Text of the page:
Barefoot Farmer’s Long Hungry Creek Farm
It was 20 years ago today, the newspaper gave me the new name. I write about my compost pile, but I’m guaranteed to raise a smile. So may I introduce to you the farm you’ve known for all these years, Barefoot Farmer’s Long Hungry Creek Farm.
We get by with a little help from our friends. The farm runs on love, from my best friends who work here with me, to all the helpful neighbors, eager apprentices and appreciative customers. Would you believe in our farm at first sight? Yes, I’m certain that it happens all the time.
Picture yourself on a farm in a garden with berries and trees and vegetable crops. Beautiful flowers of yellow and green towering over your head must be a row of sunflowers. Newspaper columns appear every week waiting to take you away, into a world of organic living and caring for the landscape.
It’s getting better all the time. Our soils are getting better with gentle tillage, remineralization and biodynamic compost. I’ve learned how to improve the soil tilthe and humus, raising the sugar content of the crops so that insects and diseases don’t bother them.
I’m fixing a hole where the cows get out and stop my mind from wondering. Where did they go? Agriculture requires cattle, and I’ve been chasing mine around for forty years. They are teaching me about rotational grazing. The realization that ruminants excrete more fertilizers than their own crops require gave rise to the domestication of animals and the dawn of civilization.
They’re leaving home after living together for so many years. This log cabin has been the home of my family, and a bunch of friends. Most recently, I’ve been blessed to have two young grandchildren staying here with me and helping with the chores. We are all leaving this home, and four other families from our neighborhood are leaving their homes, too.
For the benefit of the chicken fight there have been shows at night several times. From the benefits in Nashville to out gatherings at the Armour Hotel, donations and support have poured in. the common threat has brought a diverse group of people together. As one of the community members said “The chickens came and families had to move, but we have made lifelong friendships. We won!”
We are talking about the space between us all and the people who hide themselves behind a wall of illusion. Lots of people are realizing the environmental and economic disaster that the corporate control of food has caused, but many are still unaware. In our local history, gardens and small farms created a culture around meals that also generated income and caring for the land. Healthy farms won’t want CAFO’s, gas fracking and other menaces threatening Tennessee.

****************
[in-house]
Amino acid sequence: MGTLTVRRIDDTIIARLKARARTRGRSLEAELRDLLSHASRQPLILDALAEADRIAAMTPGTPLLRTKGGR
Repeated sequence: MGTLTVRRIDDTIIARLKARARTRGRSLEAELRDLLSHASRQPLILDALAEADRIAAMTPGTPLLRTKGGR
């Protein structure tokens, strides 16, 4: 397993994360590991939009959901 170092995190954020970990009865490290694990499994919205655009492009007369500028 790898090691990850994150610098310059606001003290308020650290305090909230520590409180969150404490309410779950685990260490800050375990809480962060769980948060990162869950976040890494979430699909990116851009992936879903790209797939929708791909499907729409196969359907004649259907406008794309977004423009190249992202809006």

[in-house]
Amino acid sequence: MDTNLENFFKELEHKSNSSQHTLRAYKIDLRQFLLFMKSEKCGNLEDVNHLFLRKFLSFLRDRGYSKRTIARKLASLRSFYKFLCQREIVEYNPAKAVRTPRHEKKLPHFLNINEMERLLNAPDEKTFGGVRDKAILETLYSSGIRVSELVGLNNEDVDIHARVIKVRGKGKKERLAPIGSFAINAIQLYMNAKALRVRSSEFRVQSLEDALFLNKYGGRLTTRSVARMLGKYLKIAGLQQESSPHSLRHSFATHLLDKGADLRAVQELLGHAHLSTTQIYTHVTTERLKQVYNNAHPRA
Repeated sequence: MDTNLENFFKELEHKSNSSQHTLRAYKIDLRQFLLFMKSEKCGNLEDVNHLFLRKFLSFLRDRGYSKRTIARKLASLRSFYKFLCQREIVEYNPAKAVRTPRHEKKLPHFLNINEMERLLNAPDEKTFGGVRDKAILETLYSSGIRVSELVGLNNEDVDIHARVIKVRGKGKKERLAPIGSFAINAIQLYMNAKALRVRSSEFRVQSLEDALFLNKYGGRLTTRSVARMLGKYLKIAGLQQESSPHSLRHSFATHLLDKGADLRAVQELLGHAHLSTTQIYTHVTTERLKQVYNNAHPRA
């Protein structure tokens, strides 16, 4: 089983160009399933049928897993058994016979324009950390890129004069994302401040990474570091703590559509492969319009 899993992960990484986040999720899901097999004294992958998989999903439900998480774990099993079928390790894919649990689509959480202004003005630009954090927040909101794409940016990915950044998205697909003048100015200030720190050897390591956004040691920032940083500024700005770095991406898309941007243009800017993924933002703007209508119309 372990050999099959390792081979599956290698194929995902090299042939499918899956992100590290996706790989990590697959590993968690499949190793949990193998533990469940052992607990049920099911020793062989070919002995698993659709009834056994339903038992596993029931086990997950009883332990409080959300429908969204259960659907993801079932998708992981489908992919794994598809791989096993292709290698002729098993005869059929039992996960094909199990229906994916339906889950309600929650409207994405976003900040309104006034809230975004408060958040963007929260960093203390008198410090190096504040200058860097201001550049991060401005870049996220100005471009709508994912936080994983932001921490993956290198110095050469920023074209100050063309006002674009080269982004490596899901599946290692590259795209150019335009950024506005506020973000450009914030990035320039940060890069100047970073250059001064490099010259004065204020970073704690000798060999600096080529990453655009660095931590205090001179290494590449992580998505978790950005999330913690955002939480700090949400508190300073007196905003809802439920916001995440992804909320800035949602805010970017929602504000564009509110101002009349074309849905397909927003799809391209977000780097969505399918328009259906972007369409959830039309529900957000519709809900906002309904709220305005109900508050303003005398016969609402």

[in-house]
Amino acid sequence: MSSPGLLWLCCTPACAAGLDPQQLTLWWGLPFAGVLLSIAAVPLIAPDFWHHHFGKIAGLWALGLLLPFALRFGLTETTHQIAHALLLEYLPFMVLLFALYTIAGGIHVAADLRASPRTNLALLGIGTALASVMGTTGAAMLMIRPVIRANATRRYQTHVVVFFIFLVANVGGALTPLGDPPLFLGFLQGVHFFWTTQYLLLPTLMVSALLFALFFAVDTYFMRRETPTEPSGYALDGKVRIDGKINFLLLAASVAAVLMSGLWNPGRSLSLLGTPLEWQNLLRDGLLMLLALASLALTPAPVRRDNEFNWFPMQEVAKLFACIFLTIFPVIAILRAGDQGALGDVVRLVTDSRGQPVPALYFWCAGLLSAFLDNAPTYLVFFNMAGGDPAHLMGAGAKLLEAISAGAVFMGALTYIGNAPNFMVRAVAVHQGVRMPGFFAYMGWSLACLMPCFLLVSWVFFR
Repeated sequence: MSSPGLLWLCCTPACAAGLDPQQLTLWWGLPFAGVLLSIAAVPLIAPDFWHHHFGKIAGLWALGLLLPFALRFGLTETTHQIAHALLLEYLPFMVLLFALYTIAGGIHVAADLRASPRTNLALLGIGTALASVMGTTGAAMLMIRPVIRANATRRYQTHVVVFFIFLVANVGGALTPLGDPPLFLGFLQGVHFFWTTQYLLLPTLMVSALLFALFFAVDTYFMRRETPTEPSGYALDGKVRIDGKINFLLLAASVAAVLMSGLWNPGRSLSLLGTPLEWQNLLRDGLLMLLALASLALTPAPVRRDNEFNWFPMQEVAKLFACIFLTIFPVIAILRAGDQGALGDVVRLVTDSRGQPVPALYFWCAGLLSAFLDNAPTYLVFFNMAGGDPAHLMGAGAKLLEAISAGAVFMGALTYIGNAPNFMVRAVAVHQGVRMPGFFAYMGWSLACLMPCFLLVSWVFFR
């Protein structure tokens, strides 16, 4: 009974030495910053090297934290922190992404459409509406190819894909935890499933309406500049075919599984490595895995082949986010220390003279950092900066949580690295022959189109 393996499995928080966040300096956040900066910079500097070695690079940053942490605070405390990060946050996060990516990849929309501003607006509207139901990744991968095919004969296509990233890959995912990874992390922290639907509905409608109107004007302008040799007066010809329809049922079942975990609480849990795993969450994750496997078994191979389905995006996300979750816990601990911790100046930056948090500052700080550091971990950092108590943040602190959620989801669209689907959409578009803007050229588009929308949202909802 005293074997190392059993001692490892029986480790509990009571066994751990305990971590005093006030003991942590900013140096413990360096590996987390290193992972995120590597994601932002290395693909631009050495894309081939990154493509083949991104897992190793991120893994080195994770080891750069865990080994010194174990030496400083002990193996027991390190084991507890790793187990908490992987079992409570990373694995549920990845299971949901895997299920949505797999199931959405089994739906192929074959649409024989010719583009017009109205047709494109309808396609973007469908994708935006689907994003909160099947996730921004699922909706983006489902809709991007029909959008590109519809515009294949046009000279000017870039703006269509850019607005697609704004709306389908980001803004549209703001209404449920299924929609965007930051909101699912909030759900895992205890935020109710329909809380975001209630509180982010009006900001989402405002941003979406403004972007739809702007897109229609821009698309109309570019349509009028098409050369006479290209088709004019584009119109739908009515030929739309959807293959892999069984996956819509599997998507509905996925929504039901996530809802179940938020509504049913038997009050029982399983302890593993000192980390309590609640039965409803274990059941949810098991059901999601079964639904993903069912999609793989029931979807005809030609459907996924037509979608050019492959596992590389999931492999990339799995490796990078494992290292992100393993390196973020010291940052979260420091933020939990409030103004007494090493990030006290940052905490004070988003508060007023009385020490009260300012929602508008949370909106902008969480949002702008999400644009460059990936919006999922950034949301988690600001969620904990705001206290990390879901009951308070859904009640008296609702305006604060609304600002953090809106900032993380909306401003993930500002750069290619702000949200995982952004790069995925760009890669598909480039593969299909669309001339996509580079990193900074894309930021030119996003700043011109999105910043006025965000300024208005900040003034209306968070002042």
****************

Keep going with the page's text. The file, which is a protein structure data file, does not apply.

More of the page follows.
Doing the garden, digging the weeds, who could ask for more? Will you still need me, will you still feed me, when I’m 64. Farming requires long-term thinking. We make decisions based on what will be happening on our farm twenty years later, not by sacrificing the future for short-term profit.
Lovely Rita by the creek, give us a wink and make me think of you. Hundreds of students and thousands of visitors make their way to the Long Hungry Creek. Many have fallen in love here and consequently we’ve had several weddings. Farms are for people, protecting nature and building a future.
Nothing to do to save the farm put your arms down. Going to work, got weeds to pull, it’s a hoedown. I’m going o move into the old Purcell house on Heady Ridge, after we fix it up. I will live again on the big farm and have my good mornings near the chickens, pigs and cows. As for the 40,000 chickens 450 feet from where I live now, the Tysons executives were certainly correct when they told me, “It will stink.”
We’re Barefoot Farmer’s Long Hungry Creek Farm, we’re sorry but it’s time to go. We’d like to thank you once again. The tremendous empathy and compassion you all have given me in the last two successful years has touched my heart. It has given me the strength, courage and hope to continue to work for a healthy agriculture throughout Middle Tennessee.
I read the news today, oh boy, about a lucky man who had a farm. And though the news was rather sad, I just had to laugh, I saw the photograph. A giant CAFO dwarfed Tennessee’s most famous gardens, with three hundred acres where it could have gone. I’d love to turn you on to homegrown, organic produce, an d help you learn to grow your own, without the Beatles.